Joint Injection

Joint Injection

(Steroid Joint Injection; Cortisone Joint Injection; Corticosteroid Joint Injection; Cortisone Shot)

Definition

Joint injections are medicines put into a joint. The medicine is often a combination of corticosteroids and local anesthetic (numbing medicine).

This treatment is most often used in joints like the hips, knees, and shoulders.

Reasons for Procedure

Injections are done to ease pain and swelling in a joint from things like:

Rheumatoid Arthritis

rheumatoid arthritis
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Possible Complications

Problems are rare, but all procedures have some risk. The doctor will go over some problems that could happen, such as:

  • Problems from local anesthesia, such as wheezing or sore throat
  • Infection
  • Blood clots
  • Damage to skin and tissue
  • Tendon rupture

Things that may raise the risk of problems are:

What to Expect

Prior to Procedure

The care team may meet with you to talk about:

  • Anesthesia options
  • Any allergies you may have
  • Current medicines, herbs, and supplements that you take and whether you need to stop taking them before the injection
  • Whether you need a ride to and from the injection
  • Tests that may need to be done before the injection

Anesthesia

You may be given local anesthesia. The area will be numbed. This may provide relief right away, which can help confirm a diagnosis.

Description of the Procedure

The injection site will be located. The area will be wiped with an alcohol pad. The joint may be flexed. The needle will be inserted into the joint. The medicine will be injected. The needle will be removed. A bandage may be placed over the area.

The local anesthetic may provide immediate relief. It will also help your doctor confirm the diagnosis. The steroid may provide relief from pain, swelling, and inflammation for a longer period of time.

How Long Will It Take?

10 to 15 minutes

Will It Hurt?

Symptoms may worsen for the first 24 to 48 hours after the injection. Medicine and home care can help ease pain.

Post-procedure Care

At the Care Center

Right after the procedure, the staff may:

  • Put an ice pack on the injection site
  • Test your range of motion

At Home

Physical activity will be limited for several days. Relief from pain may last several weeks or months.

Call Your Doctor

Call the doctor if you are not getting better or you have:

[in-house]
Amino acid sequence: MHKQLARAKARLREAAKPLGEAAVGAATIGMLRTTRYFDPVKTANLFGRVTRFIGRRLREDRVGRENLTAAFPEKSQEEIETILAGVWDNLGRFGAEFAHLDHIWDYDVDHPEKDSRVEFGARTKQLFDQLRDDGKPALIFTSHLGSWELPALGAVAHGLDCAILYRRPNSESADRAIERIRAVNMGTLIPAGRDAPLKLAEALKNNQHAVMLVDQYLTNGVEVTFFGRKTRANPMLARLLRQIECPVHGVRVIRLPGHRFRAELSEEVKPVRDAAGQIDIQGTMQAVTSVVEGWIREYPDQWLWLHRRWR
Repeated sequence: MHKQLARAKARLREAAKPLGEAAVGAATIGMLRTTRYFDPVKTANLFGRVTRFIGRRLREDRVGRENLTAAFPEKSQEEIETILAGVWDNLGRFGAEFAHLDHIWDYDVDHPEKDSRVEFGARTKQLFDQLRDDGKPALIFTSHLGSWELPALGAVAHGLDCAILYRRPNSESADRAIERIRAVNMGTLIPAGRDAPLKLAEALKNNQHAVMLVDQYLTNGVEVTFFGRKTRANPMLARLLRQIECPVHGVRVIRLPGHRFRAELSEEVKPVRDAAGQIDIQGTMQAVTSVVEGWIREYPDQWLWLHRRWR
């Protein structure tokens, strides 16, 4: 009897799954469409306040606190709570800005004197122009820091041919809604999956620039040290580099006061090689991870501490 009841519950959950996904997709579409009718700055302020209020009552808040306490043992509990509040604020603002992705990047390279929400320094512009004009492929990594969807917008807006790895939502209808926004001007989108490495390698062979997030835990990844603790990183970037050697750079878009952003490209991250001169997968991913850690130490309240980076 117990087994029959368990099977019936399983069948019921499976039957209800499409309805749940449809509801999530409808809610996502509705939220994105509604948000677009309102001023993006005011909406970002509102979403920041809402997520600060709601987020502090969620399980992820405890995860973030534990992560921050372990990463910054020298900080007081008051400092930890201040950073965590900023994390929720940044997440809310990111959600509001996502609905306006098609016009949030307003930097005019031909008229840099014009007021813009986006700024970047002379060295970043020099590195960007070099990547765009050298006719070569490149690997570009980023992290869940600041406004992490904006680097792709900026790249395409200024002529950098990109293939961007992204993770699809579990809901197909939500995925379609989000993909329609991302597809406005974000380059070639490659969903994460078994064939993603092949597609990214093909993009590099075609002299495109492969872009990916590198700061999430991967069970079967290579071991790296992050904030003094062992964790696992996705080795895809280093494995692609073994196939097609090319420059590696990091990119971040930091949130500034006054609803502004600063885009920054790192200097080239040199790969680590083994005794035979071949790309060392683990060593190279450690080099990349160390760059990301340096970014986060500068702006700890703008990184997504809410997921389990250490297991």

• Signs of infection, such as fever and chills
  • Warmth or swelling at the injection site

If you have an emergency, call for medical help right away.

RESOURCES:

American College of Rheumatology
http://www.rheumatology.org
The Arthritis Foundation
http://www.arthritis.org

CANADIAN RESOURCES:

The Arthritis Society
http://www.arthritis.ca
Public Health Agency of Canada
http://www.phac.gc.ca

References:

Injection therapy for osteoarthritis (OA) of the knee. EBSCO DynaMed website. Available at: https://www.dynamed.com/management/injection-therapy-for-osteoarthritis-oa-of-the-knee. Accessed August 2, 2021.
Injections that could ease your joint pain. Cleveland Clinic website. Available at: https://health.clevelandclinic.org/injections-that-could-ease-your-joint-pain. Accessed August 2, 2021.
Joint injections (joint aspirations). American College of Rheumatology website. Available at: https://www.rheumatology.org/I-Am-A/Patient-Caregiver/Treatments/Joint-Injection-Aspiration. Accessed August 2, 2021.
Last reviewed July 2021 by EBSCO Medical Review Board Warren A. Bodine, DO, CAQSM
Last Updated: 8/2/2021

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This content is reviewed regularly and is updated when new and relevant evidence is made available. This information is neither intended nor implied to be a substitute for professional medical advice. Always seek the advice of your physician or other qualified health provider prior to starting any new treatment or with questions regarding a medical condition.

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